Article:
In the book Death Wish, by Brian Garfield, a bleeding-heart liberal in 1970s New York is radicalized by the brutal gangrape of his wife and daughter, which leaves the wife dead, and the daughter institutionalized. His response is to go on the streets, looking vulnerable but carrying a gun, and killing the random muggers who choose to attack him.
This was made into the iconic Charles Bronson movie, two years later.
A 1950s novel about Hollywood described the adaptation of a book into a movie like this.
"Say they buy a book. Here's about how it goes, with a few of my slight exaggerations. First thing, you got to change the title. That's imperative. Then the studio gets about seven hundred writers to work on the book, make adaptations, put together a screen play. You take out some of the characters and put in others, see? If there's any sex in it you take it out [for the pre-1968 Production Code]and put in Love—or a pie in the face. You take out everything else and put other things in the script in place of it. Then you change the title again. The idea is to make the book completely unrecognizable. This is very important, because otherwise the film wouldn't stink."Well, they almost changed the name to "The Sidewalk Vigilante", and they changed New York liberal Jewish accountant Paul Benjamin to New York liberal non-Jewish architect Paul Kersey, but the real change was the in the race of the violent criminals who brutalize Mrs. Kersey and their daughter.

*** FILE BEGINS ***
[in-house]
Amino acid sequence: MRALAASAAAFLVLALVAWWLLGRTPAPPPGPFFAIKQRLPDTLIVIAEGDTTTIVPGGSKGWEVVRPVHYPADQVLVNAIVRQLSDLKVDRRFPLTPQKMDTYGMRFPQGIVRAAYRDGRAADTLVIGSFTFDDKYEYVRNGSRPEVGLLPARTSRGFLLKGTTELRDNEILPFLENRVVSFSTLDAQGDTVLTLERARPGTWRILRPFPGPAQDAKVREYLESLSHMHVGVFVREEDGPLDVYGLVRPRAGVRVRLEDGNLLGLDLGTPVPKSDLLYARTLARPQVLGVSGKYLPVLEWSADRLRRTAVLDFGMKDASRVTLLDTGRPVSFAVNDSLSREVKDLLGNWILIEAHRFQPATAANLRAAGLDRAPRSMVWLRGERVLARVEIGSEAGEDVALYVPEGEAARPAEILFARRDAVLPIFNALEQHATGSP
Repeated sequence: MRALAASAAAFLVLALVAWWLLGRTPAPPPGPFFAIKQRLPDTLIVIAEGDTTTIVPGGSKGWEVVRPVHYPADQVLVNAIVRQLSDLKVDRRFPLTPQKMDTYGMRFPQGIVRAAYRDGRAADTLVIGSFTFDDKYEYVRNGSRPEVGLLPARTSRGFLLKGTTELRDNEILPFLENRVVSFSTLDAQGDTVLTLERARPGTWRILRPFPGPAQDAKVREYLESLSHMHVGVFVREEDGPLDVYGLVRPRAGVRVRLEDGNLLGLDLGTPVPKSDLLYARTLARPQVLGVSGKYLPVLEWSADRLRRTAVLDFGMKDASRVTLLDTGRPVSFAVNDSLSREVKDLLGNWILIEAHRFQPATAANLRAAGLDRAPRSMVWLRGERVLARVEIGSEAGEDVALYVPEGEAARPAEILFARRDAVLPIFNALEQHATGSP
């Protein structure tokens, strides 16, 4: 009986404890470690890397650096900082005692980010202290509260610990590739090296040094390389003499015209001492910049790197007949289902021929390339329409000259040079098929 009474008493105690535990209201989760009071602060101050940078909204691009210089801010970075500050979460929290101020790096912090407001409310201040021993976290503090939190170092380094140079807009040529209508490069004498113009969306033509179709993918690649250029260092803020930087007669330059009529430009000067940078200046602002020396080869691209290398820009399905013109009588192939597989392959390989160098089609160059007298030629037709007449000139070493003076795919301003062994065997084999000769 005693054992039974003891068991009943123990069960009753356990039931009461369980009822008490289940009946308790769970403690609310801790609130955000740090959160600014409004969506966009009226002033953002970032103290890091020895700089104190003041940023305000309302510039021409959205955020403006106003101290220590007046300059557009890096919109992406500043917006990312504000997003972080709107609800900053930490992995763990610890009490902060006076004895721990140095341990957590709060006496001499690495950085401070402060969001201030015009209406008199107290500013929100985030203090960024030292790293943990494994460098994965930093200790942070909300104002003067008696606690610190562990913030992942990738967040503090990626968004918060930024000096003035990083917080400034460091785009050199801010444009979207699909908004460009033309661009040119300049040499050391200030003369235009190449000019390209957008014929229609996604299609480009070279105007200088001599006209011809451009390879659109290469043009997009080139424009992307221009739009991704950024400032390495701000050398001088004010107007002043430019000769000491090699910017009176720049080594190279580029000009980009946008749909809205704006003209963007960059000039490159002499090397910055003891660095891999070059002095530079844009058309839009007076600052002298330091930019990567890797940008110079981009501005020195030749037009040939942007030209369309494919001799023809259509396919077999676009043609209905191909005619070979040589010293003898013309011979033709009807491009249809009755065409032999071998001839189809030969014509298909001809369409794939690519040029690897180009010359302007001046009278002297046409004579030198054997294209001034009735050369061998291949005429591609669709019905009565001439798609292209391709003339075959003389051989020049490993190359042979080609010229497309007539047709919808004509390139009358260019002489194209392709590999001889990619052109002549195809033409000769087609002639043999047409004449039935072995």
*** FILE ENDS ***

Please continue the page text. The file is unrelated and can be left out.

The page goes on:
This is from the book by Brian Garfield:
Detective: "She did give us something of a description, though.”In fact, the daughter never recovers. Women frequently don’t. One of Caryl Chessman’s victims was confined to a mental institution as a result of his rape of her.
Paul Benjamin: “Oh?”
Paul Benjamin: “Well, isn’t there a method you people use of reconstructing faces with drawings of various features?”
Detective: “The Identikit, yes, sir. She didn’t seem to feel up to that.”
Paul Benjamin: “Well, she should be feeling better within a few days.”
However, in the brutal attack scene, in which Hope Lange plays the mother, the two woman are brutalized not by two Puerto Ricans and a black, but by, going by the actors' races, an Irish-American,a a Greek-American, and, in his first-ever appearance on film—Jeff Goldblum.
That was not, and is not, the face of street crime in New York, but it's the face Hollywood wants to show us.